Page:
Getting on board

MSA, O's end dispute in talks for video screen

October 15, 2007|By Childs Walker | Childs Walker,SUN REPORTER

The Orioles and the Maryland Stadium Authority have reached a tentative agreement to avoid arbitration and spend $9 million to replace the video display and audio systems at Camden Yards.

Under the agreement, which won't become official unless the Board of Public Works approves it Wednesday, the stadium authority would contribute $3.75 million to pay for an expanded, high-definition screen and scoreboard. The authority would also drop disputed claims for $1.5 million in past rent owed by the Orioles, according to a 23-page settlement document obtained by The Sun.

The Orioles would allow the authority to pay for the rest of the new video display using $5.25 million from a $10 million fund reserved for ballpark improvements. The team previously had said the stadium authority should not dip into the fund - awarded to the Orioles by an arbitrator in 2001 after a previous dispute with the authority - to pay for the screen.

The settlement says both parties would make best efforts to have a new video display installed before next season.

"If we had gone through with the arbitration, the timing would have been such that none of the work could have been done before the season started," said stadium authority chairman Frederick W. Puddester. "It's still a short time frame. But this gives us our best chance of getting improvements in place for the 2008 season and improving the fan experience at Camden Yards."

Puddester said a settlement was also the best option because there's never any telling how an arbitrator might rule. He noted that under the settlement, the stadium authority would pay to replace obsolete equipment such as the scoreboard, video board and video control room, while the Orioles would allow their money to pay for "improvements" such as a new audio system and a revamped out-of-town scoreboard.

"It seemed like a fair and equitable way to divide things," he said.

Alan M. Rifkin, the attorney who conducted settlement negotiations for the Orioles, could not be reached for comment yesterday.

Under the settlement, the Orioles also would waive their right to claim financial damages for advertising revenue lost because the board was outdated and for the costs of spare parts. For the purposes of the agreement, the club valued those and several related claims at $1.5 million, meaning its concession would be equal to the rent concession made by the stadium authority.

The rent concession is significant, because a legislative audit released in February criticized the stadium authority for not pursuing rent claims against the Orioles more aggressively. That audit drew widespread scrutiny of the authority and its former executive director, Alison Asti, who was recently fired.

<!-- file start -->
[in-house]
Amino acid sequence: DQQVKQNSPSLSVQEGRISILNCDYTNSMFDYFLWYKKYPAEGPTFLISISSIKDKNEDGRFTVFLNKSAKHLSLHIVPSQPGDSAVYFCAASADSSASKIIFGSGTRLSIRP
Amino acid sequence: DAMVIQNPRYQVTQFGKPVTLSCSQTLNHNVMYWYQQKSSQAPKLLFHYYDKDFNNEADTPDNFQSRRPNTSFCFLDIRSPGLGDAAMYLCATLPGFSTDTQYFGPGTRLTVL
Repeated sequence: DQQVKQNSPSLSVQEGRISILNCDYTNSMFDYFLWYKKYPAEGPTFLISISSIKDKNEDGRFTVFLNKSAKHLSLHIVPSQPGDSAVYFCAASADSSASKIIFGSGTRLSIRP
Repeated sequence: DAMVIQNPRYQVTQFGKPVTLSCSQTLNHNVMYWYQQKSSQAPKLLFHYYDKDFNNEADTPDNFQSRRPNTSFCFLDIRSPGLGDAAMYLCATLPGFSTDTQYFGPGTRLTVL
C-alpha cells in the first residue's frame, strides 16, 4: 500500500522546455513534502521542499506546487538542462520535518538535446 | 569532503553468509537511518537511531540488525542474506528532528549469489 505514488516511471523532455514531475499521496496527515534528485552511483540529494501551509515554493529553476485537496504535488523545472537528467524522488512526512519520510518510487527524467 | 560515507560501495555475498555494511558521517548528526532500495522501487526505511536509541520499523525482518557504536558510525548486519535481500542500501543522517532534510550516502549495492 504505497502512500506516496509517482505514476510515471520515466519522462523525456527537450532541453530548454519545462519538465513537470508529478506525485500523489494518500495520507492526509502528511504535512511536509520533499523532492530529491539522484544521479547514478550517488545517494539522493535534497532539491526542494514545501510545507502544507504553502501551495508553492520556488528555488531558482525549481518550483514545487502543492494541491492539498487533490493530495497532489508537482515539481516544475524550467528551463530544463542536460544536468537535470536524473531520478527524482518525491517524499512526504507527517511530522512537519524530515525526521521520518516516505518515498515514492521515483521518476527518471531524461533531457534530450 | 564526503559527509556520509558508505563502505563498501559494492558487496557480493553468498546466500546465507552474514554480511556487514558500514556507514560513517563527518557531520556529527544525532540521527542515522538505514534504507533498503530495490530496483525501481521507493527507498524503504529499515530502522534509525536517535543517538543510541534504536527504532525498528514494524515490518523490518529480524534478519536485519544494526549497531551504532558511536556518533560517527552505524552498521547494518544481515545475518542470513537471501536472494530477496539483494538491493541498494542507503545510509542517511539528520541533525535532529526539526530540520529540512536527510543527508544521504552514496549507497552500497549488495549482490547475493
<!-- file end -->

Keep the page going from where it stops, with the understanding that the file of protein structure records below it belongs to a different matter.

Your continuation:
The dispute between the authority and the club began almost a year ago, when the authority announced plans to purchase a $1.5 million Mitsubishi DiamondVision board to replace the 15-year-old Sony JumboTron at Camden Yards.

The Orioles said the agency was rushing to buy a board that would be outdated by the time it was installed.

The stadium authority said it was happy to buy a bigger board if the Orioles agreed to pick up part of the bill. Agency officials also warned that the Sony screen could fail during the 2007 season. (Though technicians ran perilously low on spare parts, the board never stopped functioning.)

After winning a court injunction in December to block the authority's purchase, the Orioles hired Janet Marie Smith, who helped oversee the construction of Camden Yards, to head a design team that would investigate the park's video and audio needs.

Even as Smith and several technical experts began their work, the Orioles and the authority moved toward arbitration hearings that also included disputes over the formulas used to determine past rent payments.

The sides had picked an arbitration panel and were scheduled to begin courtlike hearings later this fall. But the authority and club sought a settlement, knowing that the chances of getting a new screen installed for the 2008 season would be lessened if they waited for arbitration.

The Orioles already have created preliminary designs for the new video display and would provide those to the stadium authority under the settlement agreement. Representatives from the club and authority would then meet to complete a design plan, which also would include audio improvements and a new control room capable of handling high-definition video.

Smith and Orioles executive vice president John Angelos are listed among the team representatives who would supervise the design.

The stadium authority would then solicit bids for the project.

Under the settlement, the stadium authority would also replace padding in the outfield that does not match the dark-green color scheme of the rest of the park. Padding ordered last year was a lighter green because of a manufacturer's error.

Finally, the authority would concede that it has no right to charge rent from the Mid-Atlantic Sports Network (90 percent owned by the Orioles) for use of fifth-floor offices in the warehouse.

childs.walker@baltsun.com

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